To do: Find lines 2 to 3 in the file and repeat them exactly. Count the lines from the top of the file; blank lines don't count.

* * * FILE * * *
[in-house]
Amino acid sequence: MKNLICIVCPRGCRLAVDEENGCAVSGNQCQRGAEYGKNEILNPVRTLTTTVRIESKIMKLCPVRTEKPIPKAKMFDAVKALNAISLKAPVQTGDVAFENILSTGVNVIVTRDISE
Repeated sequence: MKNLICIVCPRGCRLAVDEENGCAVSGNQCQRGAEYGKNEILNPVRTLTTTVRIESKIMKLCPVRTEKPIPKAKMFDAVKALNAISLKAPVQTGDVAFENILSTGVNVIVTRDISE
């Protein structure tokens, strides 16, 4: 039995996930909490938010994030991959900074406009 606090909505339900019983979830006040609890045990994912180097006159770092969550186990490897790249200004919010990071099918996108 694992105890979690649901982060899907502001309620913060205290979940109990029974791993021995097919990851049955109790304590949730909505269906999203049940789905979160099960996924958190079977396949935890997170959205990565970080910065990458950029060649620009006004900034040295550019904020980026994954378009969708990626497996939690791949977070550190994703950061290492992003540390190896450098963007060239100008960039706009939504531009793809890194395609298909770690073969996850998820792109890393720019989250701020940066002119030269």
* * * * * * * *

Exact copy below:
Amino acid sequence: MKNLICIVCPRGCRLAVDEENGCAVSGNQCQRGAEYGKNEILNPVRTLTTTVRIESKIMKLCPVRTEKPIPKAKMFDAVKALNAISLKAPVQTGDVAFENILSTGVNVIVTRDISE
Repeated sequence: MKNLICIVCPRGCRLAVDEENGCAVSGNQCQRGAEYGKNEILNPVRTLTTTVRIESKIMKLCPVRTEKPIPKAKMFDAVKALNAISLKAPVQTGDVAFENILSTGVNVIVTRDISE